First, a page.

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What’s universal about music?

By Emily Carlson, PhD, co-founder of the Music Therapy Friendship Initiative

For most of my high school career, I attended a boarding high school for the arts in the depths of Northern Michigan. On the back wall of one of the main auditoriums, the words “Dedicated to the promotion of world friendship through the universal langauge of the arts.” The statement echoes that of lyric poet Henry Wadsworth Longfellow (1807-1882) who wrote that “music is the universal language of mankind.” The idea that music can be understood by anyone from anywhere is beautiful and romantic and hopeful, but does it stand up scientifically?

Balkwil and Thompson published an article in 1999 in which they asked Western participants to listen to Hindustani ragas, which use a different tonal system from Western music, and found that listeners could correctly identify joyful and sad music. Balkwil and Thompson suggested that listeners could do based on what they called psychophysical properties of music, which can be perceived without any prior cultural knowledge such as tempo, timbre and complexity. An example of a non-psychopysical property would be a harmonic cadence, such as the common V-I cadenec in Western music. Researchers have also shown that listeners from other cultures can recognize emotions in Western music . As for all scientific studies, these results should not be taken as uncomplicated proof that musically expressed emotions are universal; listeners always tend to be better at identifying emotion in music from their own culture, for example.

Another thing that might be universal about music is what it does. In his essay “An ethnomusicologist contemplates universals in musical sound and musical culture” (found in the book The Orgins of Music), legendary ethnomusicologist Bruno Nettl suggests just two universal uses of music; across known human cultures, music plays a role in religious, spiritual or other activities related to transcendent experiences, and it is universally associated with movement and dance. In a more recent exploration of world music, Samuel Mehr and colleagues identified four types of songs that seem to appear universally: love songs, lullabies, songs for healing, and songs for dancing: love songs, lullabies, songs for healing, and songs for dancing.

There is no denying, however, that music varies greatly by culture and that culture influenes how we perceive music from our earliest days of life. In 2010, Soley and Hannon studied infants from the United States and the Balkans and showed that infants prefered music and rhythmic structures that were familiar in their own cultures. We also know that newborns’ cries sound different depending on their mother tongue; it seems we truly can’t help being affected by the language and music we hear as infants.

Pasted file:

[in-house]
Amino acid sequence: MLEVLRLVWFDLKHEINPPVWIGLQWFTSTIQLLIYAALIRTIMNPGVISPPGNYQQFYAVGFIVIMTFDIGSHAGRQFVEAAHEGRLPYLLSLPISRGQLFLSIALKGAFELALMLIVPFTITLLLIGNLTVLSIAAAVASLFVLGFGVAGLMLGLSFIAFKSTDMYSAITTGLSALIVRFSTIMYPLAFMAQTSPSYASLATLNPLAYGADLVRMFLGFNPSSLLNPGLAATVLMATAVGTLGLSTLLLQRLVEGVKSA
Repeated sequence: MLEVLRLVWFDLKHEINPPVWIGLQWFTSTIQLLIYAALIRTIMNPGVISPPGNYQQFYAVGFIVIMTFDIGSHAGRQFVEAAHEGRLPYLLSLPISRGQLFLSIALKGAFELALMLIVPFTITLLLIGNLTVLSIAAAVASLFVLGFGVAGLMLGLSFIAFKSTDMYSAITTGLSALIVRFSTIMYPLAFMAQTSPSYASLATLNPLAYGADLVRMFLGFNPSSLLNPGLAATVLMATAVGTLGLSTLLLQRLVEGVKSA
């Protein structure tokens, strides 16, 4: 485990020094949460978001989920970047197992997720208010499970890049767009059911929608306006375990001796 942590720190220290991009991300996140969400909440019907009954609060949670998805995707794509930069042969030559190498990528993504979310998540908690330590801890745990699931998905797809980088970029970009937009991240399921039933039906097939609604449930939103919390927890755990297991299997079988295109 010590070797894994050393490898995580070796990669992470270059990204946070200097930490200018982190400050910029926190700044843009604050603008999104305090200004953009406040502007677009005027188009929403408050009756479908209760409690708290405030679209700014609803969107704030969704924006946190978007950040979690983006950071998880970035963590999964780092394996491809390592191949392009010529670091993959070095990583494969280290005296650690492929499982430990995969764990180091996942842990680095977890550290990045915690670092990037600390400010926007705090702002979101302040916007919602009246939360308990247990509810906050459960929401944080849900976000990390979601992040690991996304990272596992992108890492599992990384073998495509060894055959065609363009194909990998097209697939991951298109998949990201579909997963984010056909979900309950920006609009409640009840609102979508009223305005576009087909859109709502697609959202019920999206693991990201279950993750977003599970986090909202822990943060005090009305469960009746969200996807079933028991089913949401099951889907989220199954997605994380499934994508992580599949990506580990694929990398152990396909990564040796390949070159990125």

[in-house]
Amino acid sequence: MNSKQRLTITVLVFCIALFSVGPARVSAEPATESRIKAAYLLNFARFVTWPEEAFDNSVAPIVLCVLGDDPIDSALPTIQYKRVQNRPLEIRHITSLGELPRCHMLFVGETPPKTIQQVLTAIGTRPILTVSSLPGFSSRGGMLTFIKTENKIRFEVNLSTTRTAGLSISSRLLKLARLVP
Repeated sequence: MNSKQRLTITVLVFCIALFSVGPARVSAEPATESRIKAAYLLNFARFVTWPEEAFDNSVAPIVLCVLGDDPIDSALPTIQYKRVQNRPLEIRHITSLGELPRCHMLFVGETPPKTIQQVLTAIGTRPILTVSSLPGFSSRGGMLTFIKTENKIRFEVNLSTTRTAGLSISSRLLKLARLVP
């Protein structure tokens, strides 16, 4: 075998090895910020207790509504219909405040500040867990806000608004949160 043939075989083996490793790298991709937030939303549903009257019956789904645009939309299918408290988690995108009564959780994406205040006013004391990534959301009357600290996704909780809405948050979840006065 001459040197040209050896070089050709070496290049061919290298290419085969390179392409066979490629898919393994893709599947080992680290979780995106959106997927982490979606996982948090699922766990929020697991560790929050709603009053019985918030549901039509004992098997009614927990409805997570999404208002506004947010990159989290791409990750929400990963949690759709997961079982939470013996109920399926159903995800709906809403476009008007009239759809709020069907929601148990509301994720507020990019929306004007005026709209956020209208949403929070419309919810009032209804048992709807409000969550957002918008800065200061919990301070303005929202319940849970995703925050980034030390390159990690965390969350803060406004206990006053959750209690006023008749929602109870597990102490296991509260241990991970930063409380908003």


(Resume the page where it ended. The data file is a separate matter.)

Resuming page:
Overall, the research provides a more complex picture than suggested by Longfellow or my old high school. Some things about music seem to be universal, but the way we perceive and understand music is still profoundly shaped by our own cultures. What does this mean for music therapy? Certainly, music therapists are aware how important it is to be aware of cultural differences, and researchers have explored the complex experiences of music therapists working cross-cultural settings.

Personally, I find that we often make the mistake mistake of assuming that the most powerfully therapeutic aspects of music are the universal ones. The V-I cadence Bilkwel and Thompson use as an example of something learned through culture, for example, may not be easily understandable as signalling the end of a phrase or whole song to a person from a non-Western culture, but when working with even young children who have grown up hearing V-I cadences, it’s a highly effective way to help children practice start-and-stop behaviors and anticipatory motor programs. Children who grow up in Western cultures know without anyone explaining music theory to them that a big, extended V chord means the “home base” I chord is on its way, and it’s time to get ready for the song to stop. Cultural aspects of music can be just as powerful as universal ones, and both are as inherent to music therapy as they are to music.

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